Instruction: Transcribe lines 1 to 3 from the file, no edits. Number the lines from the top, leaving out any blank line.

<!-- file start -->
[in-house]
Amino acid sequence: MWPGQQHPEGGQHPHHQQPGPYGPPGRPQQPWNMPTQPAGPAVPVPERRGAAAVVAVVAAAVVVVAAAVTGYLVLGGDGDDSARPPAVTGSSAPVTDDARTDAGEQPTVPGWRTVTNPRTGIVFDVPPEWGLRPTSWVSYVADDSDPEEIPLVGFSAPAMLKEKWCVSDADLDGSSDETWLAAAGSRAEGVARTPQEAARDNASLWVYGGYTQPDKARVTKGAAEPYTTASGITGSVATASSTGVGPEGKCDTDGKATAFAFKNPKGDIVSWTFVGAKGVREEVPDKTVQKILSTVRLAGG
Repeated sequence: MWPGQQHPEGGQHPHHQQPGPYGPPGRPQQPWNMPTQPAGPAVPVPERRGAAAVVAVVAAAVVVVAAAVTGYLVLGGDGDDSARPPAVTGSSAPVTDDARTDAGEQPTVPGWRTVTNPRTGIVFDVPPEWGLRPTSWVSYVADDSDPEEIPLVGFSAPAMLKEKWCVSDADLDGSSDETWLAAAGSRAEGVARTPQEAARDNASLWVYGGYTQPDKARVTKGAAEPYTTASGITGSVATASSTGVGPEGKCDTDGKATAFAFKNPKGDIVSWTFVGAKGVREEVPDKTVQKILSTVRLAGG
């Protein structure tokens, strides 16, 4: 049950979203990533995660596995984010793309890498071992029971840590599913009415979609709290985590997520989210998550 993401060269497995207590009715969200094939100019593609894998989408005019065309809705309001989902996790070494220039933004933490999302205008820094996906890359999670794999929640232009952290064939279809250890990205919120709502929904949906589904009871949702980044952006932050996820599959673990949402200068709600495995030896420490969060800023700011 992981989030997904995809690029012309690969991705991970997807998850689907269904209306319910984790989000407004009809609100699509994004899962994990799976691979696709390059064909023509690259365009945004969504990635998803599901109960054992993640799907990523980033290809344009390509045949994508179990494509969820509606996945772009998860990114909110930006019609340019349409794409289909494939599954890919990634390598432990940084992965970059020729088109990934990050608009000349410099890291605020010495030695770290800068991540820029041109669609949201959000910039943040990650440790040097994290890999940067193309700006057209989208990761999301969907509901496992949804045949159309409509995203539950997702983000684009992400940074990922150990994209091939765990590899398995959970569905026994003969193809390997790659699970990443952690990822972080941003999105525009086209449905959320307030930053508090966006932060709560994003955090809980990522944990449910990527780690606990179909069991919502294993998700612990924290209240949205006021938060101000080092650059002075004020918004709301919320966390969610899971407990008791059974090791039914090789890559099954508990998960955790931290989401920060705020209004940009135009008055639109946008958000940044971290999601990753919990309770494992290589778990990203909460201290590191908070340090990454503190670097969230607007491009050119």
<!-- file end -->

[in-house]
Amino acid sequence: MWPGQQHPEGGQHPHHQQPGPYGPPGRPQQPWNMPTQPAGPAVPVPERRGAAAVVAVVAAAVVVVAAAVTGYLVLGGDGDDSARPPAVTGSSAPVTDDARTDAGEQPTVPGWRTVTNPRTGIVFDVPPEWGLRPTSWVSYVADDSDPEEIPLVGFSAPAMLKEKWCVSDADLDGSSDETWLAAAGSRAEGVARTPQEAARDNASLWVYGGYTQPDKARVTKGAAEPYTTASGITGSVATASSTGVGPEGKCDTDGKATAFAFKNPKGDIVSWTFVGAKGVREEVPDKTVQKILSTVRLAGG
Repeated sequence: MWPGQQHPEGGQHPHHQQPGPYGPPGRPQQPWNMPTQPAGPAVPVPERRGAAAVVAVVAAAVVVVAAAVTGYLVLGGDGDDSARPPAVTGSSAPVTDDARTDAGEQPTVPGWRTVTNPRTGIVFDVPPEWGLRPTSWVSYVADDSDPEEIPLVGFSAPAMLKEKWCVSDADLDGSSDETWLAAAGSRAEGVARTPQEAARDNASLWVYGGYTQPDKARVTKGAAEPYTTASGITGSVATASSTGVGPEGKCDTDGKATAFAFKNPKGDIVSWTFVGAKGVREEVPDKTVQKILSTVRLAGG